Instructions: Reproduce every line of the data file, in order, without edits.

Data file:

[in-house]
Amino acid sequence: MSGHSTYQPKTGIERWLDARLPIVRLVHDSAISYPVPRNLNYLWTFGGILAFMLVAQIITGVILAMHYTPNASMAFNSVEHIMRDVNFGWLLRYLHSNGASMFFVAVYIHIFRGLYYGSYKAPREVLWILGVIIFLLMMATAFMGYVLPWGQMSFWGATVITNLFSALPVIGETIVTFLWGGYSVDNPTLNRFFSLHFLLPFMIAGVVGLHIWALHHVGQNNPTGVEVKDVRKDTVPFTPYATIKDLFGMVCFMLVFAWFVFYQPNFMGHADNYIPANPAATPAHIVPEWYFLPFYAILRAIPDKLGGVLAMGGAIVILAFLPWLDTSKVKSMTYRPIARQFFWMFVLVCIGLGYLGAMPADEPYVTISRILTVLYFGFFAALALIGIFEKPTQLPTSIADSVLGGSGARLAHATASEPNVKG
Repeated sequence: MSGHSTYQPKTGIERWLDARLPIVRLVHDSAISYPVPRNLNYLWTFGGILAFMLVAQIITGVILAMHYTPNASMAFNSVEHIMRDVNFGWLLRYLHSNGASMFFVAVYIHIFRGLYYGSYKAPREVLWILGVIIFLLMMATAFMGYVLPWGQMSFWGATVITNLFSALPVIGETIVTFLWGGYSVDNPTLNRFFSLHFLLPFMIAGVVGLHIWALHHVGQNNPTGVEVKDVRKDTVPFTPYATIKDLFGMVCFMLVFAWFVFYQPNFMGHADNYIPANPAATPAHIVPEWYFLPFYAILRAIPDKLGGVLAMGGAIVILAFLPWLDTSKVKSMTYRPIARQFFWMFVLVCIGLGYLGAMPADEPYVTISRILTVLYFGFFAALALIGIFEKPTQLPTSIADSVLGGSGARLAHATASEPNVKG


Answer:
[in-house]
Amino acid sequence: MSGHSTYQPKTGIERWLDARLPIVRLVHDSAISYPVPRNLNYLWTFGGILAFMLVAQIITGVILAMHYTPNASMAFNSVEHIMRDVNFGWLLRYLHSNGASMFFVAVYIHIFRGLYYGSYKAPREVLWILGVIIFLLMMATAFMGYVLPWGQMSFWGATVITNLFSALPVIGETIVTFLWGGYSVDNPTLNRFFSLHFLLPFMIAGVVGLHIWALHHVGQNNPTGVEVKDVRKDTVPFTPYATIKDLFGMVCFMLVFAWFVFYQPNFMGHADNYIPANPAATPAHIVPEWYFLPFYAILRAIPDKLGGVLAMGGAIVILAFLPWLDTSKVKSMTYRPIARQFFWMFVLVCIGLGYLGAMPADEPYVTISRILTVLYFGFFAALALIGIFEKPTQLPTSIADSVLGGSGARLAHATASEPNVKG
Repeated sequence: MSGHSTYQPKTGIERWLDARLPIVRLVHDSAISYPVPRNLNYLWTFGGILAFMLVAQIITGVILAMHYTPNASMAFNSVEHIMRDVNFGWLLRYLHSNGASMFFVAVYIHIFRGLYYGSYKAPREVLWILGVIIFLLMMATAFMGYVLPWGQMSFWGATVITNLFSALPVIGETIVTFLWGGYSVDNPTLNRFFSLHFLLPFMIAGVVGLHIWALHHVGQNNPTGVEVKDVRKDTVPFTPYATIKDLFGMVCFMLVFAWFVFYQPNFMGHADNYIPANPAATPAHIVPEWYFLPFYAILRAIPDKLGGVLAMGGAIVILAFLPWLDTSKVKSMTYRPIARQFFWMFVLVCIGLGYLGAMPADEPYVTISRILTVLYFGFFAALALIGIFEKPTQLPTSIADSVLGGSGARLAHATASEPNVKG